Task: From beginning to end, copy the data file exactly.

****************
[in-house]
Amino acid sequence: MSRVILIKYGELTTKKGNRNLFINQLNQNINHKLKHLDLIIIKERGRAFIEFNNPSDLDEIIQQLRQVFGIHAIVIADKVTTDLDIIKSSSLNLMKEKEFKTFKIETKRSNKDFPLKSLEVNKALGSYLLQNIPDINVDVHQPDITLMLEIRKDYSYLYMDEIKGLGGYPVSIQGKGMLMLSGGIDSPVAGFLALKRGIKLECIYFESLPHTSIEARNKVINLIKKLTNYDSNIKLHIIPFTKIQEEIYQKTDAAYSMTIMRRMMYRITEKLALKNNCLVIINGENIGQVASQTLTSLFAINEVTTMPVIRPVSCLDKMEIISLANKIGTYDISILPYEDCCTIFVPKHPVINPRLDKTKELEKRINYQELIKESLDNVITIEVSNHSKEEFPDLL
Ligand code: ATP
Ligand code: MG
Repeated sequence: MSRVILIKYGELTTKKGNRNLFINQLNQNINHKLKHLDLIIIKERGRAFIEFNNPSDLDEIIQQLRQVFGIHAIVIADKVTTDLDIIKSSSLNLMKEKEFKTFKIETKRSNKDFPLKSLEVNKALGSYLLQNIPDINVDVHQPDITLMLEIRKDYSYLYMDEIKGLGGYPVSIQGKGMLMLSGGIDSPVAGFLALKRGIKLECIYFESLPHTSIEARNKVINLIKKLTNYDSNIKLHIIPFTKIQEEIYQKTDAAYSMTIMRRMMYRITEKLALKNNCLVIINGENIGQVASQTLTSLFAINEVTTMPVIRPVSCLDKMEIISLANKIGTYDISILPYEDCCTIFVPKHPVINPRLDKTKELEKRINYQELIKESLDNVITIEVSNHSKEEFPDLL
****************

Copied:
[in-house]
Amino acid sequence: MSRVILIKYGELTTKKGNRNLFINQLNQNINHKLKHLDLIIIKERGRAFIEFNNPSDLDEIIQQLRQVFGIHAIVIADKVTTDLDIIKSSSLNLMKEKEFKTFKIETKRSNKDFPLKSLEVNKALGSYLLQNIPDINVDVHQPDITLMLEIRKDYSYLYMDEIKGLGGYPVSIQGKGMLMLSGGIDSPVAGFLALKRGIKLECIYFESLPHTSIEARNKVINLIKKLTNYDSNIKLHIIPFTKIQEEIYQKTDAAYSMTIMRRMMYRITEKLALKNNCLVIINGENIGQVASQTLTSLFAINEVTTMPVIRPVSCLDKMEIISLANKIGTYDISILPYEDCCTIFVPKHPVINPRLDKTKELEKRINYQELIKESLDNVITIEVSNHSKEEFPDLL
Ligand code: ATP
Ligand code: MG
Repeated sequence: MSRVILIKYGELTTKKGNRNLFINQLNQNINHKLKHLDLIIIKERGRAFIEFNNPSDLDEIIQQLRQVFGIHAIVIADKVTTDLDIIKSSSLNLMKEKEFKTFKIETKRSNKDFPLKSLEVNKALGSYLLQNIPDINVDVHQPDITLMLEIRKDYSYLYMDEIKGLGGYPVSIQGKGMLMLSGGIDSPVAGFLALKRGIKLECIYFESLPHTSIEARNKVINLIKKLTNYDSNIKLHIIPFTKIQEEIYQKTDAAYSMTIMRRMMYRITEKLALKNNCLVIINGENIGQVASQTLTSLFAINEVTTMPVIRPVSCLDKMEIISLANKIGTYDISILPYEDCCTIFVPKHPVINPRLDKTKELEKRINYQELIKESLDNVITIEVSNHSKEEFPDLL